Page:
BTW, wheelwriter, jclarkdawe, and someone else I can't recall the name of but do recall being in the threads were the ones who were most blindly oblivious to the sheer beauty of my first query and foray into SYW. They were myopically unaware of the opportunity they had and I wanted to tell each and every one of them to go find a nice steaming pile of excreta, and then please choke on it. Mostly, because the bastards were correct. 100% correct. So, I took a few very deep breaths, then asked for more info. But I got the same sort of critiques and made the same mistakes everyone else did....and I probably benefitted from seeing someone else implode their thread. In any case, I didn't piss and moan, and i learned way more than I would have if I let myself dismiss them.


    Another point: Not too long after, I was arguing with someone on their query and I got a rep point note from an established writer (none of the other 3, but someone here I respect) that basically said "don't even waste your time with XYZ; they always pull the same shit, and never bother to listen, only argue." Too much attitude marks you very quickly. I've seen several other similar messages since then, basically saying "so-and-so is well-known for this, don't waste your breath." That's not the guy you want to be......
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  25. #275
    fluently sarcastic grandma offender ladyleeona's Avatar
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    It's embarrassing to admit, but I've missed rep points before. Here a few weeks ago I had a piece up in SYW. It'd been up for a while and I thought was pretty dead and done like. I'd gotten great feedback, and basically had rewritten the whole scene. A week or so ago, I asked a mod if the thread could be deleted. It hadn't garnered any more replies (so I thought), I'd reworked everything, unsubscribed from the thread, been on the board only sporadically, etc.

    The mod (very gently-like) asked if I'd thanked everyone; turns out I'd missed some rep points, and there'd been some other replies when I wasn't paying attention. I have to say I was not only embarrassed to have missed rep points/replies, but ashamed. Horribly ashamed. I'm mortified typing about it, actually. That's not what I came to this forum for. I've gained a ton of knowledge from here, and the fact that I seemed ungracious...ick. I rectified everything ASAP, but still feel bad about it. I'm of the opinion that people should at least rep every crit they get, whether it's complete horse-shit or not. Even the WTF crits should get reps, if only because the critter took time out of their day to look at someone else's work. JMO. And I especially don't believe personal pleas for crits should go un-thanked. That's just...terrible, really. Sorry that happened to you, Devil. Your crits are valuable, whether or not the recipient likes them. (Truth hurts, as they say.)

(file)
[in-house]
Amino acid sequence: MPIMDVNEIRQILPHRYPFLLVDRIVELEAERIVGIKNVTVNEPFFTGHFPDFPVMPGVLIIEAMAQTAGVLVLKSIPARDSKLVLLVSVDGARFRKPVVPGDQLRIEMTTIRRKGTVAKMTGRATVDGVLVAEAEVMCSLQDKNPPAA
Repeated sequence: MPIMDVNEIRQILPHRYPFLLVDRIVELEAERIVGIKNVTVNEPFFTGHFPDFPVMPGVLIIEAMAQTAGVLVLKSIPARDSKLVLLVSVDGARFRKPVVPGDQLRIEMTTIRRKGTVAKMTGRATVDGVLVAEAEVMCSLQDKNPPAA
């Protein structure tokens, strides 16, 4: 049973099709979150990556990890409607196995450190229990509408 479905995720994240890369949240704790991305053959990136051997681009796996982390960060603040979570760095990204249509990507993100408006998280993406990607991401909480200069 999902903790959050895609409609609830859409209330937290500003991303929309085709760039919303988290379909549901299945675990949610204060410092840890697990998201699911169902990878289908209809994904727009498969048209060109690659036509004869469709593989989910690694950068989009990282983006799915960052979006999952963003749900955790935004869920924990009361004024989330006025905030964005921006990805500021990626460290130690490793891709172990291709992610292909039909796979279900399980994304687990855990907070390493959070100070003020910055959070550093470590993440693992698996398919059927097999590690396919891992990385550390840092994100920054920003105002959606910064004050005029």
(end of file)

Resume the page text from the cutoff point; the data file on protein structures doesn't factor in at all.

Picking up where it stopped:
As far as drive-by posters looking for betas...I met my crit partner on these boards a couple years ago, back when I was really a newbie (which I still feel like now). She needed a beta, so I volunteered. I didn't have a high post count, but I had time on my hands and wanted something to do. After we exchanged some hey-who/what-are-you emails, she decided I wasn't going to hijack her work, and here we are, still happy after two-ish years. Oh, and the manuscript has been published, with a couple other projects of hers in the pipeline.

    Basically, I'm less suspicious of newbie willing betas than newbie beta-wanters. Betaing is a ton of work, so if they're willing to put in the time to get to know someone, I'm all for it. I can't say for certain, but I suspect the willing-beta n00bs hang around longer than the OMG-I-HAVE-AN-EPIC-POST-APOCALYPTIC-SCIFI-FANTASY-ROMANCE-LITERARY-NUGGET-O-GOLD-MANUSCRIPT-COMPLETE@9416513216516032165.162 WORDS THAT NEEDS A BETA NAAAAAAOOOOOOOOWWW newbs.


    This long, rambling, maybe incoherent post is brought to you by no coffee, so we'll see how it goes....
    Last edited by ladyleeona; 03-07-2012 at 01:40 AM.
    blog here///tweet here.
    the FML Book//Still WTFing
    the Hell Book//Edit Purgatory